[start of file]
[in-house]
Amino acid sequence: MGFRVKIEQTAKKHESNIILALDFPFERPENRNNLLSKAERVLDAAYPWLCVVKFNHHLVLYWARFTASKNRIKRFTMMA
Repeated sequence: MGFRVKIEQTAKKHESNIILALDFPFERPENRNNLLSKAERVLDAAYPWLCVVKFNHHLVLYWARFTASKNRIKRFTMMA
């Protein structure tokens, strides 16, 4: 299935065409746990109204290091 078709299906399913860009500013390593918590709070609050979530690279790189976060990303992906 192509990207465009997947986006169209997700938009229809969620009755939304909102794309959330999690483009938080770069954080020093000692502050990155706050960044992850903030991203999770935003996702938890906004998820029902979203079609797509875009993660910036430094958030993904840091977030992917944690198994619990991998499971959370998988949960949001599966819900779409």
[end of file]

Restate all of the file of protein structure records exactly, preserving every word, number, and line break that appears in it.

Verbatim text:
[in-house]
Amino acid sequence: MGFRVKIEQTAKKHESNIILALDFPFERPENRNNLLSKAERVLDAAYPWLCVVKFNHHLVLYWARFTASKNRIKRFTMMA
Repeated sequence: MGFRVKIEQTAKKHESNIILALDFPFERPENRNNLLSKAERVLDAAYPWLCVVKFNHHLVLYWARFTASKNRIKRFTMMA
């Protein structure tokens, strides 16, 4: 299935065409746990109204290091 078709299906399913860009500013390593918590709070609050979530690279790189976060990303992906 192509990207465009997947986006169209997700938009229809969620009755939304909102794309959330999690483009938080770069954080020093000692502050990155706050960044992850903030991203999770935003996702938890906004998820029902979203079609797509875009993660910036430094958030993904840091977030992917944690198994619990991998499971959370998988949960949001599966819900779409």